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they were translated into English, and inserted “ into the first part of the Resuscitation.”

In the few lines upon the character of Augustus Cæsar, there is a maxim well deserving the deep consideration of every young man of sensibility, apt

to be

Misled by fancy's meteor ray,

By passion driven :
And yet the light that leads astray,

Is light from heaven.

Bacon says,


“ those persons * which are of a tur“ bulent nature or appetite, do commonly pass their youth in many errors; and about their middle, “ and then and not before, they shew forth their

perfections; but those that are of a sedate and “calm nature, may be ripe for great and glorious “ actions in their youth.” The very same sentiment which he expresses in his Essay on Youth and Age. “ Natures that have much heat, and great and “ violent desires and perturbations, are not ripe for “ action till they have passed the meridian of their years : as it was with Julius Cæsar and Septimius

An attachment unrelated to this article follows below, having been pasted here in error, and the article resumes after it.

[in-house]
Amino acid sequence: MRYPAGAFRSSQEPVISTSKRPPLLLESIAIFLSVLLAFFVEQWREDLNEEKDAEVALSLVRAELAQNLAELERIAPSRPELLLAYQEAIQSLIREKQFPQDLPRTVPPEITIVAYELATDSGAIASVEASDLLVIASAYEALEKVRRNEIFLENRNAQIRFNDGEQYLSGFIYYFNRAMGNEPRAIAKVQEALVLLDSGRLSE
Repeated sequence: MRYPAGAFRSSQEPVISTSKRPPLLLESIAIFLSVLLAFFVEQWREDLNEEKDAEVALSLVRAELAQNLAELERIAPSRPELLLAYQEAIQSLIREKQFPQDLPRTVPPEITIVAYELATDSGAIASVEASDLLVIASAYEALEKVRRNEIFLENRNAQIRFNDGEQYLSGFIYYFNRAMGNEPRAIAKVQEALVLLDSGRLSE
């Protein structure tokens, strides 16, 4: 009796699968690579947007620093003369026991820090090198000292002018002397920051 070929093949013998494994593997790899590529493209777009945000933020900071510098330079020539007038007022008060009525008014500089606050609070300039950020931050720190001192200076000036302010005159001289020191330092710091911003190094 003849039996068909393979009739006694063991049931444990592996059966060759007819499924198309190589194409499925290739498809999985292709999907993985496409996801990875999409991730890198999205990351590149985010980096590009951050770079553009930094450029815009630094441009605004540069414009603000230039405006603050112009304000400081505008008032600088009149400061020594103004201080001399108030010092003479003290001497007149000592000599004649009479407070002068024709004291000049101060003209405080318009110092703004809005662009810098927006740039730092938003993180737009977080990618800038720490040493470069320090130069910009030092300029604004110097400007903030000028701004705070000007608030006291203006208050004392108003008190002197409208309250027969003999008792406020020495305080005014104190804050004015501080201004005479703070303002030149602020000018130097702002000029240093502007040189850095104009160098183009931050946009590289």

Severus; of the latter of whom it is said, juven“ tutem egit, erroribus, imo furoribus plenam ;' and yet he was the ablest emperor, almost, of all the

list : but reposed natures may do well in youth, as “it is seen in Augustus Cæsar, Cosmus, duke of

Florence, Gaston de Foix, and others."

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I have selected this piece of biography from the letters, and restored it to what appears to me to be its proper place. Of this a MS. may be found in

a the British Museum.

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